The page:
- The Washington Times - Tuesday, January 9, 2007

Bill Jones, after 42 years, is finally closing the Procter Appliance Service shop in Silver Spring.

“You can’t make a good salary to survive on the way you could years ago,” said the 61-year-old owner of the oven, refrigerator and washer-dryer repair shop. “Everything has changed in the appliance business.”

Mr. Jones recently sold his home in Laurel and is in the process of moving to Bluffton, S.C., with his wife, Jeannette.

Mr. Jones is one of the many Washington-area repairmen who have struggled to stay afloat as residents replace, not repair, old appliances.

“It’s a dying trade,” said Scott Brown, Webmaster of www.fixitnow.com and self-proclaimed “Samurai Appliance Repairman.”

The reason for this is twofold, Mr. Brown said: The cost of appliances is coming down because of cheap overseas labor and improved manufacturing techniques, and repairmen are literally dying off.

The average age of appliance technicians is 42, and there are few young repairmen to take their place, said Mr. Brown, 47. He has been repairing appliances in New Hampshire for the past 13 years.

In the next seven years, the number of veteran appliance repairmen will decrease nationwide as current workers retire or transfer to other occupations, the Department of Labor said in its 2007 Occupational Outlook Handbook.

The federal agency said many prospective repairmen prefer work that is less strenuous and want more comfortable working conditions.

Local repairmen said it is simply a question of economics.

“Nowadays appliances are cheap, so people are just getting new ones,” said Paul Singh, a manager at the Appliance Service Depot, a repair shop in Northwest. “As a result, business has slowed down a lot.”

“The average repair cost for a household appliance is $50 to $350,” said Shahid Rana, a service technician at Rana Refrigeration, a repair shop in Capitol Heights. “If the repair is going to cost more than that, we usually tell the customer to go out and buy a new one.”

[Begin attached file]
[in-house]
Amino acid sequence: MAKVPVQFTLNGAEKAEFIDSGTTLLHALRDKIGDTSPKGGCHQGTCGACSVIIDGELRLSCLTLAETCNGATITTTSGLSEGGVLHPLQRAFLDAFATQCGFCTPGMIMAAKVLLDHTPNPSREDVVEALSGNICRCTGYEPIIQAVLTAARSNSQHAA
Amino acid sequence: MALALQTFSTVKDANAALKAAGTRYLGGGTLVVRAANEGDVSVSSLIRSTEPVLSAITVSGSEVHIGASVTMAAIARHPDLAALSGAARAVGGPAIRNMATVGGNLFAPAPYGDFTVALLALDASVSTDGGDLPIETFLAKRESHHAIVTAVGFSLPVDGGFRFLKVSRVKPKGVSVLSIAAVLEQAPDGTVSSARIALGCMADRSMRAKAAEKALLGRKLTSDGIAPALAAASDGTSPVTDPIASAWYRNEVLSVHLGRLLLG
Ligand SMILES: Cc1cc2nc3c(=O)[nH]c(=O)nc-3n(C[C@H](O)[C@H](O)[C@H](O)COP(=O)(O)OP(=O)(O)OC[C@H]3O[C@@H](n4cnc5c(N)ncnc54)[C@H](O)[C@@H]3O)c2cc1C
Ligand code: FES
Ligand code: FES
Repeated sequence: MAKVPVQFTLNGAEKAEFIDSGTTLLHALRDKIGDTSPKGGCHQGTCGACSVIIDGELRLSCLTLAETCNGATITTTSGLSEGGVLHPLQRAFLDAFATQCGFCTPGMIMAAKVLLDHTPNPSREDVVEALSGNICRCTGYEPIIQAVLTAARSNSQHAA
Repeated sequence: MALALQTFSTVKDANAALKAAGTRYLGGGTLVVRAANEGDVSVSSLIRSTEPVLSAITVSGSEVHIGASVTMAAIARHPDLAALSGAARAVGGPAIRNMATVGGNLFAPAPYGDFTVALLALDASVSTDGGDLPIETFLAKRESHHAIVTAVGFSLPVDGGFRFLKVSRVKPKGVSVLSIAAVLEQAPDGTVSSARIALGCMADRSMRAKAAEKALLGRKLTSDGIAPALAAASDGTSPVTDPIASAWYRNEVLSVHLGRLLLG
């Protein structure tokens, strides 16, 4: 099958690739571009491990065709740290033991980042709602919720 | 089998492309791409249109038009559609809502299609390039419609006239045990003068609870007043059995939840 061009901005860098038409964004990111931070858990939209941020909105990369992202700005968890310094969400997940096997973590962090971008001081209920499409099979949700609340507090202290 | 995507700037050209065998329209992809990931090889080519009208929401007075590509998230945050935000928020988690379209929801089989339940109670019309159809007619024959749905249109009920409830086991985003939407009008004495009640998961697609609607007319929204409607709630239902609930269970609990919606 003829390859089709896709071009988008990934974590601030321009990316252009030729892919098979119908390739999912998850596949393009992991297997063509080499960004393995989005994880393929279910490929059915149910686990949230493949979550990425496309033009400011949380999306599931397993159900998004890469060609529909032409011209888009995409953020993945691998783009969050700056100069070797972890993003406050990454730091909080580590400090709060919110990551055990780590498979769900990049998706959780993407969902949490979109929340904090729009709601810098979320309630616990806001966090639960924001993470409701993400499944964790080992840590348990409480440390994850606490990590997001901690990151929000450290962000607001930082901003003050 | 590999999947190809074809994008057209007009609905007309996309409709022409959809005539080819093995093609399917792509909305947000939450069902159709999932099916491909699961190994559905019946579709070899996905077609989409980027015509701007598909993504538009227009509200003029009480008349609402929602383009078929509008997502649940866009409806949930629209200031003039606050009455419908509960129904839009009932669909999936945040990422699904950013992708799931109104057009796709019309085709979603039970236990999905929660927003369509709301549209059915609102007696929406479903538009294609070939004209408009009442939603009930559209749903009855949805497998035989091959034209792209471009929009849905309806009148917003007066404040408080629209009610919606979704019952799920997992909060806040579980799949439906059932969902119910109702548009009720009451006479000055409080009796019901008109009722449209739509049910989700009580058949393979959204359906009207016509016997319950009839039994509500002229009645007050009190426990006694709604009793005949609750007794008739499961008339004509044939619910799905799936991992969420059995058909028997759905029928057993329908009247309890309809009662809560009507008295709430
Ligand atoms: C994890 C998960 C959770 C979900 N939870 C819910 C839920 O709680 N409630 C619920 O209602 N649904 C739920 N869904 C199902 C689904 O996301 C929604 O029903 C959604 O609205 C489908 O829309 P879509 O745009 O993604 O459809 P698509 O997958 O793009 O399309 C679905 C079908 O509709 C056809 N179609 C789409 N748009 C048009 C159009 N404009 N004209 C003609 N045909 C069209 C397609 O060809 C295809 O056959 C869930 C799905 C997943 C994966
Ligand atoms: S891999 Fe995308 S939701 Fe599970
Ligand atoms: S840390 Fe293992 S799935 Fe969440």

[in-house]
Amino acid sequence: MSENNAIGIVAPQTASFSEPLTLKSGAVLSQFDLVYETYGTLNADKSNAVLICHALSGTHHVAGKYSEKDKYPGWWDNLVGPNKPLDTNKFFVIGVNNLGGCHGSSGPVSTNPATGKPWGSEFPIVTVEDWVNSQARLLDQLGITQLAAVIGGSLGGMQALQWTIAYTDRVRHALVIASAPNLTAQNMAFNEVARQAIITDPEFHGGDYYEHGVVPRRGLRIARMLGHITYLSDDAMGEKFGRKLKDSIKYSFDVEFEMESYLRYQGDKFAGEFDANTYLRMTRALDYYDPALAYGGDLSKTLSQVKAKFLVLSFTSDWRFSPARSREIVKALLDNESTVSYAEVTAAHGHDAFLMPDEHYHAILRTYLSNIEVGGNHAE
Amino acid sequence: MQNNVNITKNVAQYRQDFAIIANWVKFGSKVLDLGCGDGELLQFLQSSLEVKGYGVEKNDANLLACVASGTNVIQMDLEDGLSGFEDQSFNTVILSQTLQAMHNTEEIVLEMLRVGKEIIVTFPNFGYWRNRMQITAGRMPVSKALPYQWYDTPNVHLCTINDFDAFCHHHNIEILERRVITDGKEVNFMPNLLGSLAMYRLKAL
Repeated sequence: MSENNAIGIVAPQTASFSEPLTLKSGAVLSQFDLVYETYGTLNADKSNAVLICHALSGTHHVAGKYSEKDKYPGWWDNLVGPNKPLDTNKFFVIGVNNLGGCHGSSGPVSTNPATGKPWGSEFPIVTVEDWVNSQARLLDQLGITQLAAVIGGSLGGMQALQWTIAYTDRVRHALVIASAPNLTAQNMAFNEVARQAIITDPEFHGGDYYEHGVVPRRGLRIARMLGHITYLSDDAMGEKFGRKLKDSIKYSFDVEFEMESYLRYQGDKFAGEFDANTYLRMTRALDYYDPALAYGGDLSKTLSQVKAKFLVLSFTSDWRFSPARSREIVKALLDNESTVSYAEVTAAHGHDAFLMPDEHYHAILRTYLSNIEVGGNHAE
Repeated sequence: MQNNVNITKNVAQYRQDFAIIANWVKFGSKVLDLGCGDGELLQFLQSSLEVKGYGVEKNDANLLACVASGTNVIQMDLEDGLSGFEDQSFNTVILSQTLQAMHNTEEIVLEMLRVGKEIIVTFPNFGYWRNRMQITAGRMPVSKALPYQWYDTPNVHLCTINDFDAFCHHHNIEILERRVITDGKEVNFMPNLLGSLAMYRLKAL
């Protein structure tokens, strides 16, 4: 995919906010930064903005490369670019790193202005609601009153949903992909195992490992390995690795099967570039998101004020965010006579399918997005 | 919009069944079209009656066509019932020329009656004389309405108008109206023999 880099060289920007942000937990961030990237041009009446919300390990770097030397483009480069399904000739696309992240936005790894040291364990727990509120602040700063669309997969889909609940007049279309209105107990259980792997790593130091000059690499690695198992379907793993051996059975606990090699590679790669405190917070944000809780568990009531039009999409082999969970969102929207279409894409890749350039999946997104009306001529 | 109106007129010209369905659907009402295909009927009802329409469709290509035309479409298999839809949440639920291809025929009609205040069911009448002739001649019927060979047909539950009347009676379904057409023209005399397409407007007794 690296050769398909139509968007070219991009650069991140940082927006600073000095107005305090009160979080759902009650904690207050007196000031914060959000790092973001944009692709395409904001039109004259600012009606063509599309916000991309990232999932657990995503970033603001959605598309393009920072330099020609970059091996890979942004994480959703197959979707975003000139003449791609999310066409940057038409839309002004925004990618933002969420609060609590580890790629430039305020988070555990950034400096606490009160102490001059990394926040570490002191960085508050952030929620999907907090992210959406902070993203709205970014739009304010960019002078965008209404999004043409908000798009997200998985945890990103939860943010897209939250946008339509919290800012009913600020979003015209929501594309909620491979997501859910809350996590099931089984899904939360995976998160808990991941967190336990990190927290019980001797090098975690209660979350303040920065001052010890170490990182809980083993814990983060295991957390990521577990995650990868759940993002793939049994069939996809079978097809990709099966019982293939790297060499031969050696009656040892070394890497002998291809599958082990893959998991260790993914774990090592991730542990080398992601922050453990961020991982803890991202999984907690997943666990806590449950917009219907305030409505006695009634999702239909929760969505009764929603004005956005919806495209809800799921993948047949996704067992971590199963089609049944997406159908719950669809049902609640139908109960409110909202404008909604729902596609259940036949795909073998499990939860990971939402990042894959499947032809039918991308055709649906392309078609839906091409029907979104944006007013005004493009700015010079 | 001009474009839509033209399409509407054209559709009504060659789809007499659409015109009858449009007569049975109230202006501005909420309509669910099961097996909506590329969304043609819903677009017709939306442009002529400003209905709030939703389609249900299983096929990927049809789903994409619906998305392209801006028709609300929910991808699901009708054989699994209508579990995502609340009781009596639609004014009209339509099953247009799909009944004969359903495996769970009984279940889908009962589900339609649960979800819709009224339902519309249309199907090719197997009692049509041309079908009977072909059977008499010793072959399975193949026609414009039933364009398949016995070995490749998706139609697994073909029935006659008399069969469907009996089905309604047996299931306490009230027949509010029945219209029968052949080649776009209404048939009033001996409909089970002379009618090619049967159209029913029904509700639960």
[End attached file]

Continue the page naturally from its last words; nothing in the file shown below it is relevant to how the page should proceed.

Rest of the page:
It’s not uncommon for today’s repairmen to condemn an appliance instead of fixing it for the sake of their customers’ wallets.

If they decide to repair an appliance that is likely to break down again, repairmen are criticized by their customers and often lose business because of a damaged reputation.

Mr. Jones said he based his repair decisions on the 50 percent rule: “If the cost of service costs more than 50 percent of the price of a new machine, I’ll tell my customers to get a new one.”

“A lot of customers want me to be honest with them, so I’ll tell them my opinion and leave the decision making up to them,” he said.

In recent years, consumers have tended to buy new appliances when existing warranties expire rather than repair old appliances, the Department of Labor said.

Mr. Brown acknowledged this trend. “Lower-end appliances which you can buy for $200 to $300 are basically throwaway appliances,” he said. “They are so inexpensive that you shouldn’t pay to get them repaired.”

“The quality of the materials that are being made aren’t lasting,” Mr. Jones said. “Nowadays you’re seeing more plastic and more circuit boards, and they aren’t holding up.”

Many home appliances sold in the United States are made in Taiwan, Singapore, China and Mexico.

“Nothing is made [in the United States] anymore,” Mr. Jones said. “But then again, American parts are only better to a point, a lot of U.S. companies are all about the dollar.”

Fortunately for the next generation of repairmen, some of today’s high-end appliances make service repairs the most cost-effective option.

The Department of Labor concurred. “Over the next decade, as more consumers purchase higher-priced appliances designed to have much longer lives, they will be more likely to use repair services than to purchase new appliances,” said the 2007 Occupational Outlook Handbook.

Modern, energy-efficient refrigerators can cost as much as $5,000 to $10,000, and with such a hefty price tag, throwing one away is not an option.

In some cases, repairmen can help consumers reduce the amount of aggravation that a broken appliance will cause.

Consider the time and effort it takes to shop for a new appliance, wait for its delivery, remove the old one and get the new one installed.

In addition, certain appliances such as ovens and washing machines can be a bigger hassle to replace because they are connected to gas and water lines.

“It takes your time, it takes your effort, and if you don’t install the new appliance, you’ll have to hire a service technician to install it anyways,” Mr. Brown said.

Some consumers bond with their appliances like old pets, and for loyalty or sentimental reasons, refuse to let them go.

Mr. Rana said some of his clients have appliances that are more than 30 years old. It makes sense, he said. “A lot of old refrigerators are worth fixing because they give people good service. They just don’t make things like they used to.”

Copyright © 2016 The Washington Times, LLC. Click here for reprint permission.

blog comments powered by Disqus

 

Click to Read More

Click to Hide